The Charlotte City Council approved a new policy Monday to spread affordable housing throughout the city.
But not all council members backed the plan, and Mayor Anthony Foxx raised his own concerns.
An advisory council made of residents, housing officials and business leaders had helped to develop the policy, which is designed to avoid concentrations of affordable, subsidized housing in any one neighborhood. The policy limits the number of affordable-housing projects within a half-mile radius. In any one neighborhood, no more than 15 percent of the housing can be subsidized and no more than 5 percent can be for very low-income residents, meaning those who make 30 percent or less of the area median income.
In a 9-2 vote, Councilmen Warren Cooksey and Edwin Peacock voted against the changes to the policy. The city has had a locational policy since 2001.
Cooksey, who made a motion to rescind the policy, said it puts a stigma on affordable housing.
He said the policy says that affordable housing is not good in certain neighborhoods: those are considered to be unstable. That opens the door for complaints from residents that it also would not be good in their neighborhoods, he said.
“We deliver a mixed message,” he said. “I’m in favor of constructing as much housing as we can with our limited resources.”
Councilman Andy Dulin seconded the motion, which failed.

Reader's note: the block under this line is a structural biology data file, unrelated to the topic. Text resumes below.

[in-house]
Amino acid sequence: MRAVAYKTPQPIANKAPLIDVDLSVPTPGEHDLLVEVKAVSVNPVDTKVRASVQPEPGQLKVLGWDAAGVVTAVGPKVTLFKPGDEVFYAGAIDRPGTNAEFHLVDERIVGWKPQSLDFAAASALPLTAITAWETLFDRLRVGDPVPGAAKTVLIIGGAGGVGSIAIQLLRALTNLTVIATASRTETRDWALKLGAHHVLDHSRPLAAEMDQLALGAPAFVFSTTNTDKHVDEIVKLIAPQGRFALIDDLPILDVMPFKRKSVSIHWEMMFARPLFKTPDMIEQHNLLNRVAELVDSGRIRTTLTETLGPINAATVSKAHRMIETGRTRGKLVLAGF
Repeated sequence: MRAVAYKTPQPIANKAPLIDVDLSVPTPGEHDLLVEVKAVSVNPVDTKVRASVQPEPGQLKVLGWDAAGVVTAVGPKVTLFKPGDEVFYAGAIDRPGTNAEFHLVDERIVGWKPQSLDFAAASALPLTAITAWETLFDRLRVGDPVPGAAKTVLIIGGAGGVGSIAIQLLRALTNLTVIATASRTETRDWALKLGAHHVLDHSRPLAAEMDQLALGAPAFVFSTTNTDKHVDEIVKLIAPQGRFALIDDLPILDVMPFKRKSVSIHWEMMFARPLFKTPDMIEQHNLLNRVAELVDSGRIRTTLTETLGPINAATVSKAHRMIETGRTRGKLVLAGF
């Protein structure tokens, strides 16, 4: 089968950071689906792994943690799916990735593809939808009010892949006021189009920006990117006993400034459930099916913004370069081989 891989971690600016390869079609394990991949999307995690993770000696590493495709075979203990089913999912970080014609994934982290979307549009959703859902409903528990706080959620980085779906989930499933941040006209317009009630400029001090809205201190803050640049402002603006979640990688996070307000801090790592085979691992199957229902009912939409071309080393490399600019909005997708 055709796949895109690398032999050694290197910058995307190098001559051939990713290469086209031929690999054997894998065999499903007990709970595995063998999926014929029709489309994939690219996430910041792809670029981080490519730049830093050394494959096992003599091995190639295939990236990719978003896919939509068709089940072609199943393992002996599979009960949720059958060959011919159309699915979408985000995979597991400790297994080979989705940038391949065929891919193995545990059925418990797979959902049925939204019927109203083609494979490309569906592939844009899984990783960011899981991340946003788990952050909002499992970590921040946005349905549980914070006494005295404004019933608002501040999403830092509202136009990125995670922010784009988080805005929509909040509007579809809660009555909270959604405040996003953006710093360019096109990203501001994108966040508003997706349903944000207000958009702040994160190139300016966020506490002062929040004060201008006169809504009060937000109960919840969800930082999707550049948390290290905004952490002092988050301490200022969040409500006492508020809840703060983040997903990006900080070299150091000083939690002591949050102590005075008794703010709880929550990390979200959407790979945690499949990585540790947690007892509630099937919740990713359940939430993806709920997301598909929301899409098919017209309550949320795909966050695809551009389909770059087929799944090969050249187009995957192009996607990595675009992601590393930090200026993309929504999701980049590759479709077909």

Councilman David Howard wondered whether the city could develop enough affordable housing to meet Charlotte’s needs under the half-mile restriction. He suggested that the proposed policy be changed to feature a quarter-mile restriction, which he said was more reasonable in an urban setting. That motion failed.
The city will use data from a quality of life study to determine if new, rehabilitated or converted subsidized multifamily housing developments are allowed in certain neighborhoods. The study must consider a neighborhood stable for it to be able to receive housing subsidies through the city.
Also, projects that receive state and federal funds are affected by the new policy and have to receive City Council approval.
Foxx told the council he was concerned about the new policy.
“There are a host of private-sector carrots that ought to be under discussion at this table right now that add to the value of the conversation,” he said. “This policy by itself is incomplete.”
Foxx also said he had concerns that the policy will create more clustering of poverty, particularly through rehabilitation and the conversion of multifamily units into affordable housing.
Tara Ramsey can be reached at email@example.com.